International

Nicaragua activists crank up protests despite fears

Opposition activists are steeling themselves for three days of protests against Nicaragua President Daniel Ortega, as fears mount over the brutal suppresion of dissent by government forces.

Protests against President Daniel Ortega have become a staple of every-day life in Nicaragua, particularly in the city of Masaya
Protests against President Daniel Ortega have become a staple of every-day life in Nicaragua, particularly in the city of Masaya (AFP)

Opposition activists are steeling themselves for three days of protests against Nicaragua President Daniel Ortega, as fears mount over the brutal suppresion of dissent by government forces.

Demonstrators marched through the capital Managua on Thursday before a general strike on Friday and a tour of Managua's most restive neighborhoods on Saturday.

"The day has arrived to show that we're made of peace," said the opposition Civic Alliance for Justice and Democracy in a statement.

Thursday's march will cover five kilometers from the east to the southeast of the capital.

But Ortega's government have announced their own counter-measure, to take place on Friday: a procession from Managua to Masaya, 30 kilometers to the capital's south, in remembrance of the 1979 Sandinista revolution that brough him to power.

A lot has changed in Nicaragua since then.

Once a left-wing guerrilla leader who took over after the US-backed dictator Anastasio Somoza was ousted by the Sandinista National Liberation Front resistence movement, Ortega has himself become the focus of public ire.

He first served as president from 1979 to 1990 during the civil war as US-backed counter-revolutionaries fought against the new ruling junta. But having been voted out of office, Ortega was re-elected in 2007.

His detractors accuse him -- and his wife Vice President Rosario Murillo -- of establishing a brutal dictatorship.

Former friend, now foe

Ortega's annual procession to Masaya commemorates the July 19 popular uprising that ended 43-years of the Somoza family dynasty.

Masaya is now, as it was then, a bastion of opposition resistence to an oppressive regime -- only Ortega, 72, is no longer a friend but the enemy.

News of Ortega's procession has struck fear amongst the indigenous community of Monimbo, a southern suburb of Masaya, where citizens have mounted barricades to keep out government forces.

Last week in two nearby towns at least 14 people were killed after police and pro-government paramilitaries moved in to clear barricades.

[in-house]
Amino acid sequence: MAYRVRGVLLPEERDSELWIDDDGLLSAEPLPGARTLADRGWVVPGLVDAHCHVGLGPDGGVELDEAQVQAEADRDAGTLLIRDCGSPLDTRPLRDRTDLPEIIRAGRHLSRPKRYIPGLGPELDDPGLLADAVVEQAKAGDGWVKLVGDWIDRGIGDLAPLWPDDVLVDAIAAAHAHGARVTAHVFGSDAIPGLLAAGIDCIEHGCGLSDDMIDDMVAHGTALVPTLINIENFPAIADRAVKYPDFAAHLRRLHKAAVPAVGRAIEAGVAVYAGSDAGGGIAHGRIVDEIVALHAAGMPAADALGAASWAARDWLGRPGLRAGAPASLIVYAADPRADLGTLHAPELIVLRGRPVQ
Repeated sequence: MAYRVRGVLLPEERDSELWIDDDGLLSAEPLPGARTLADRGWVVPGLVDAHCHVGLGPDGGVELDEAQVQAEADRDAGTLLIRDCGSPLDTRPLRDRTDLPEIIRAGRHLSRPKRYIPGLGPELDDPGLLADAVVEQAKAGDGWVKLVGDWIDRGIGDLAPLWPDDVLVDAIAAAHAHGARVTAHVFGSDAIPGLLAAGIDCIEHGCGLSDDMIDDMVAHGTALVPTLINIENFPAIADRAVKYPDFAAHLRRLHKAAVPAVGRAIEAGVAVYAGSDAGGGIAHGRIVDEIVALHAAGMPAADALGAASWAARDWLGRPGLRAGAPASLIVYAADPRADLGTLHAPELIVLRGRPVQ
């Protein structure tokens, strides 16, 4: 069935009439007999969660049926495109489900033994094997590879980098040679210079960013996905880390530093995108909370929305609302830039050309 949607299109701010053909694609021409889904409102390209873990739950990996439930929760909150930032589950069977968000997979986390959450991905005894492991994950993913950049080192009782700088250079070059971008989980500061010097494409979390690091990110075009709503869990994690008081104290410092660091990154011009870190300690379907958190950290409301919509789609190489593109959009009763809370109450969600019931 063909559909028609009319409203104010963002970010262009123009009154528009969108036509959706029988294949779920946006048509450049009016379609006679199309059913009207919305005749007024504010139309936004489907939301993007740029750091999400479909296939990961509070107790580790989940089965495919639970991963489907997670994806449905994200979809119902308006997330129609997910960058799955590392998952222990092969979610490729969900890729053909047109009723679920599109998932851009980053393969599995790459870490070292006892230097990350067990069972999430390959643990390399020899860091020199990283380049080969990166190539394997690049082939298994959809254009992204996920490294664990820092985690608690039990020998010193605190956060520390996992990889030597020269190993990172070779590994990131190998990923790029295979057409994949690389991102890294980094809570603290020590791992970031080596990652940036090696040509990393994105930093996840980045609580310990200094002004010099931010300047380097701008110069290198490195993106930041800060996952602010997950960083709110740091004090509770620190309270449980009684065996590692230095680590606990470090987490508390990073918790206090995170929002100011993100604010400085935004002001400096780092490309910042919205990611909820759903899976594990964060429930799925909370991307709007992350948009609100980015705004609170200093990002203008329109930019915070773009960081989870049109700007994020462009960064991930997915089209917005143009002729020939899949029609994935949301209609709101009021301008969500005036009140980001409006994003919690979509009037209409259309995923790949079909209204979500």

"No-one's coming in, unless they kill every last one of us," a man, guarding a Monimbo barricade with his face covered by a cap and olive green shirt, told AFP.

The government is on high alert with riot trucks sent to the south east of Managua on Thursday ahead of the protest march, causing more nervousness among locals.

'Criminals and terrorists'

Protests began on April 18 initially against a pension reform program before mushrooming into a more general opposition to Ortega and his government.

The response was savage and the death toll from the subsequent crackdown has hit 264, according to figures from the Inter-American Commission on Human Rights (IACHR), which denounced government "repression" of protestors.

The government has branded the activists as "criminals" and "terrorists," while Chancellor Denis Moncada described the IACHR report as "prejudiced and lacking objectivity."

The influential Catholic Church has been mediating between the government and the Civic Alliance, but has itself come under fire from pro-government supporters.

On Monday, masked pro-Ortega supporters invaded a Catholic basilica in Diriamba and harassed bishops.

The Church had proposed advancing elections scheduled for 2021 to 2019 to help ease tensions, but Ortega rejected that idea.

The Vatican has ruled out filing an official complaint with Nicaragua for the basilica invasion, and aggression against Cardinal Leopoldo Brenes and Apostolic Nuncio Stanislaw Waldemar Sommertag.

"The Nuncio managed the situation very well, we won't protest," Cardinal Pietro Parolin, Vatican secretary of the state, told Italian Catholic television channel TV 2000 on Thursday.